This is the part that a lot of people just didn’t seem to believe, that I was roasting a pig. The invitation said it was a pig roast; I’m not sure what the issue was. But a fair percentage of people insisted on seeing the pig.

Their next question was usually: "Where do you get a whole pig, anyway?" The answer in my case was Fenwicks, which is in the Cross Street Market. I found them through an Internet search when another place, which was recommended to me, didn’t return my call. One person, incredulously, asked me, "Really! They have pigs there?" Well, you have to order it in advance. It’s not as though you can walk in and point out the one you want under the glass. The address I had from my search gave an address on Charles Street, so in the morning I went down there and started cruising the area. Finally I gave up and called them. That’s when I found out they were in the market itself.

When I got there, they had my pig. At 49 pounds, it was a little bigger than I’d expected, but what the hell. They hadn’t butterflied it yet, so the owner, a fellow named Henry, took it out of its packaging and and I held it down while he took a hacksaw to the spine. Despite that, it’s a delicate operation (heh) because you have to cut through the bone but not the skin, otherwise you have two half pigs, which isn’t nearly as interesting.  Our operation actually drew a small crowd, and a couple of people who asked me where I live. Wee One and Daughter were with me. Daughter was simultaneously grossed out and fascinated. She’s seen me roast the pigs before but this was the first time she’d come face-to-face with it in the store. Wee One named it Wilbur. I can’t tell if that’s because she hated Charlotte’s Web or as an homage to it. 

Then, a quick stop at the Sam’s Club in Port Covington to buy a metric shitload of ice, and we’re back to Parkville. And I ran low on ice anyway, early in the evening. GF’s mom had to make a quick run to a supermarket. 

Now, Friday night, I picked up a bunch of cinderblocks and some rebar to keep them from falling over, and I arranged them into a rectangle in the unpaved alley behind my house. (The alley dead-ends two houses down, so I wasn’t blocking traffic.) For the grill itself I’d purchased a stainless steel industrial wire shelving unit (also at Sam’s) and used two of the shelves from that jobbie. The holes in the corners that the upright posts go through made nice guides for the rebar. So the grill was about two feet off the ground. When I got back with the pig, I started a wood fire in this above-ground "pit". Once the flames had died down I threw in about ten pounds of charcoal briquets and put the pig on the grill, body cavity-side down. About every half-hour or so I’d throw a couple of handfuls of charcoal into the pit. After three hours I flipped the pig over. So it was about ready to eat by 5:00. The bad news was, the guests were coming at 6:00. So I had to basically "turn down the heat" by banking the coals a little bit and not putting as many briquets in. I also dumped about three quarts of barbecue sauce all over, which slowed it down a little as well.

About the barbecue sauce: My brother is a huge fan of barbecue and cooks on his grill using the smoker function a lot, and he gave me the recipe for the sauce. Of course, his recipe yields about a pint of the stuff, so I’m multiplying it to make something like seven quarts altogether. My version of the recipe involved chopping a couple of onions, and using an entire bottle of Liquid Smoke. You get the idea. I made it early Thursday morning specifically so I could get the tomato sauce cans into recycling that morning and not have them to deal with along with the other trash. Is that a little weird?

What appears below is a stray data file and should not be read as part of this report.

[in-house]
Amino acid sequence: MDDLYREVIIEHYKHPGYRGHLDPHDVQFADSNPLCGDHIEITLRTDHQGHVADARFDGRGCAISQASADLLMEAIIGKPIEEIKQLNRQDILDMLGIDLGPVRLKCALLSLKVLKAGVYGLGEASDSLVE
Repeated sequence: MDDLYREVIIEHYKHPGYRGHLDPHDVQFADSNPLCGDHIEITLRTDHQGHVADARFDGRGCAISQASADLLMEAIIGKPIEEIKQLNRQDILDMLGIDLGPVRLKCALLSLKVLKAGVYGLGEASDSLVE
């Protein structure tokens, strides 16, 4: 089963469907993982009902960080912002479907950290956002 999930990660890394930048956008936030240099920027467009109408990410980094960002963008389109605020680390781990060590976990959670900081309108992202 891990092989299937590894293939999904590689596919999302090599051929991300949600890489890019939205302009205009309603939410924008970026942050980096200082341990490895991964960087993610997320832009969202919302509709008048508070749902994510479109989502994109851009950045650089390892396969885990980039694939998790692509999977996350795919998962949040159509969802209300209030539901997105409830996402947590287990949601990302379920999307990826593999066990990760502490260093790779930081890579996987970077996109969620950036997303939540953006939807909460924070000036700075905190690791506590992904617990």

Six o’clock and the bodies start arriving. GF is giving tours of the house and I’m welcoming people and getting the food out, pouring drinks and so forth. We had two medical emergencies crop up within ten minutes of each other, but were organized enough that few people even knew the first one had happened. The second one took place in front of everybody, so keeping that one quiet was tougher.

At any rate, I heard a lot of nice things about the house and the food, and I was so glad that everyone appeared to have a good time. It was a nice mix of people, including work friends (one of whom I hadn’t seen in a few years), a bunch of my new neighbors and even a few people from the local blogosphere. So if you’re reading this and you were there, thanks so much for coming by and I hope you’ll return for future events! 

Not So Great News

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Dick Solomon: I want ceaseless joy and never-ending passion like Romeo and Juliet.
Mary Albright: They both wound up dead.
Dick Solomon: Antony and Cleopatra.
Mary Albright: Dead.
Dick Solomon: That couple from Wuthering Heights.
Mary Albright: Insane and dead.
Dick Solomon: F. Scott Fitzgerald and Zelda.
Mary Albright: Drunk, insane, and dead.
Dick Solomon: Tristan and Isolde.
Mary Albright: Abgeschossen.
Dick Solomon: Aha, Siegfried and Roy.
Mary Albright: Okay, one.

Third Rock From The Sun

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Two bits of bad news I got recently:

First, nobody knows when, or whether, I’ll get promoted. I found out awhile back that they’d hired someone into the position I’d applied for. That kind of pissed me off, since I was told I was probably their strongest candidate. But then I found out that this person had been on the eligibility list for over a year, so it’s sort of a bad news/good news thing. I’m not necessarily out of the running. On the other hand, however, I already know that my school assignment hasn’t changed for next year so if they know that then chances are they’re not considering me at this time. Feh. Their loss.